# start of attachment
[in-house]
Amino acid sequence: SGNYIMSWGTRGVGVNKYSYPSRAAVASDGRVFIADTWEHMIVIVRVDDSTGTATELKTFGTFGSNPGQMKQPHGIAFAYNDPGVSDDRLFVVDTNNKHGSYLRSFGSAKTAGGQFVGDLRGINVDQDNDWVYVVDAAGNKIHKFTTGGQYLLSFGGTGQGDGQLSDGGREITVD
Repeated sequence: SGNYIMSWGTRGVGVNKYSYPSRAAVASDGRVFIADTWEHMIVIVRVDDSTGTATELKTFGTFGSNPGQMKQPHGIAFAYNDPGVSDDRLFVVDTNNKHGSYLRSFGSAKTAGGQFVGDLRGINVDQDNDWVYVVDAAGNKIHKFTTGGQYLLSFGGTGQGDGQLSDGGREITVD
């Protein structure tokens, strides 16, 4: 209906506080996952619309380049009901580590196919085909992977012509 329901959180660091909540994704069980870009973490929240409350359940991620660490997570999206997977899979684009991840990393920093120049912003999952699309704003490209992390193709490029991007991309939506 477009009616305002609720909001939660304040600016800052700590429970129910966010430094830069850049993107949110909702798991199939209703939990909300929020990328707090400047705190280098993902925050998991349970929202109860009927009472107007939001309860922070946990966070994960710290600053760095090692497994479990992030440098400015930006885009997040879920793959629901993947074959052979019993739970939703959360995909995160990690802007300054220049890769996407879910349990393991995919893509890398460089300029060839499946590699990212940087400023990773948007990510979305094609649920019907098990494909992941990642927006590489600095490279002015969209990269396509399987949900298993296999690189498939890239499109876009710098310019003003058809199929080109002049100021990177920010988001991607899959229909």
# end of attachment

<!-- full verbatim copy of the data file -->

[in-house]
Amino acid sequence: SGNYIMSWGTRGVGVNKYSYPSRAAVASDGRVFIADTWEHMIVIVRVDDSTGTATELKTFGTFGSNPGQMKQPHGIAFAYNDPGVSDDRLFVVDTNNKHGSYLRSFGSAKTAGGQFVGDLRGINVDQDNDWVYVVDAAGNKIHKFTTGGQYLLSFGGTGQGDGQLSDGGREITVD
Repeated sequence: SGNYIMSWGTRGVGVNKYSYPSRAAVASDGRVFIADTWEHMIVIVRVDDSTGTATELKTFGTFGSNPGQMKQPHGIAFAYNDPGVSDDRLFVVDTNNKHGSYLRSFGSAKTAGGQFVGDLRGINVDQDNDWVYVVDAAGNKIHKFTTGGQYLLSFGGTGQGDGQLSDGGREITVD
């Protein structure tokens, strides 16, 4: 209906506080996952619309380049009901580590196919085909992977012509 329901959180660091909540994704069980870009973490929240409350359940991620660490997570999206997977899979684009991840990393920093120049912003999952699309704003490209992390193709490029991007991309939506 477009009616305002609720909001939660304040600016800052700590429970129910966010430094830069850049993107949110909702798991199939209703939990909300929020990328707090400047705190280098993902925050998991349970929202109860009927009472107007939001309860922070946990966070994960710290600053760095090692497994479990992030440098400015930006885009997040879920793959629901993947074959052979019993739970939703959360995909995160990690802007300054220049890769996407879910349990393991995919893509890398460089300029060839499946590699990212940087400023990773948007990510979305094609649920019907098990494909992941990642927006590489600095490279002015969209990269396509399987949900298993296999690189498939890239499109876009710098310019003003058809199929080109002049100021990177920010988001991607899959229909």